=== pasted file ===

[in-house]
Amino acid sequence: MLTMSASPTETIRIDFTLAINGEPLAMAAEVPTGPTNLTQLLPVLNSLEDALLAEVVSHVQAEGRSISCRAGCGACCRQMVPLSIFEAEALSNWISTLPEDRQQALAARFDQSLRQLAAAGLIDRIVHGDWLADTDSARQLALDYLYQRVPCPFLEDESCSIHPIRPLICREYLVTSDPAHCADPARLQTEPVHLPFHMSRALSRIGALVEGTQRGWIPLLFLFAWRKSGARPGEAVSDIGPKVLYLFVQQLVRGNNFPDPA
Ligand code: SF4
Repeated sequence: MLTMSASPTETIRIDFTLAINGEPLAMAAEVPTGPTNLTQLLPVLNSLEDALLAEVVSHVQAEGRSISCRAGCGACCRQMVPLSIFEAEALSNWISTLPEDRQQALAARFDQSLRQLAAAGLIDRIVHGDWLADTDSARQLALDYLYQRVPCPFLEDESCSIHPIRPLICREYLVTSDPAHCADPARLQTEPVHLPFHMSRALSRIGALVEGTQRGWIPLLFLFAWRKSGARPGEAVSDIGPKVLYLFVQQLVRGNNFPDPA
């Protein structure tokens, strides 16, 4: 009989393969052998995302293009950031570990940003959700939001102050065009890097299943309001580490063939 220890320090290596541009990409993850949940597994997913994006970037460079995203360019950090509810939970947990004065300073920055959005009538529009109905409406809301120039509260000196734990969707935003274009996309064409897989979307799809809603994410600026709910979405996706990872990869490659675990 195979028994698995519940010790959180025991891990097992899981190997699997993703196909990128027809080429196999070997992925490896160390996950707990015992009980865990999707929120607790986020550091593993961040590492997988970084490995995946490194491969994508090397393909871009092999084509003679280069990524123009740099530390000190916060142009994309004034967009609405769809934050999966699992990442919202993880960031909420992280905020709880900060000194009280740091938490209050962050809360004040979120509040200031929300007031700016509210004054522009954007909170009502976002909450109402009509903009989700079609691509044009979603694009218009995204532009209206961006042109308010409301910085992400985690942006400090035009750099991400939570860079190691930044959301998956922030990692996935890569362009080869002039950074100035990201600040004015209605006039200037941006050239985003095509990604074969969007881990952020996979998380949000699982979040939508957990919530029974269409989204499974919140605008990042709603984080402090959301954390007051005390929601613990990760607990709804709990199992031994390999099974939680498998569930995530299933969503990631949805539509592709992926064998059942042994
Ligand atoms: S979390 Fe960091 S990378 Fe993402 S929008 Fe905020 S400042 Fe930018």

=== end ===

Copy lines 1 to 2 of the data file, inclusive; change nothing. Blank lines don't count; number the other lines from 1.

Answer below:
[in-house]
Amino acid sequence: MLTMSASPTETIRIDFTLAINGEPLAMAAEVPTGPTNLTQLLPVLNSLEDALLAEVVSHVQAEGRSISCRAGCGACCRQMVPLSIFEAEALSNWISTLPEDRQQALAARFDQSLRQLAAAGLIDRIVHGDWLADTDSARQLALDYLYQRVPCPFLEDESCSIHPIRPLICREYLVTSDPAHCADPARLQTEPVHLPFHMSRALSRIGALVEGTQRGWIPLLFLFAWRKSGARPGEAVSDIGPKVLYLFVQQLVRGNNFPDPA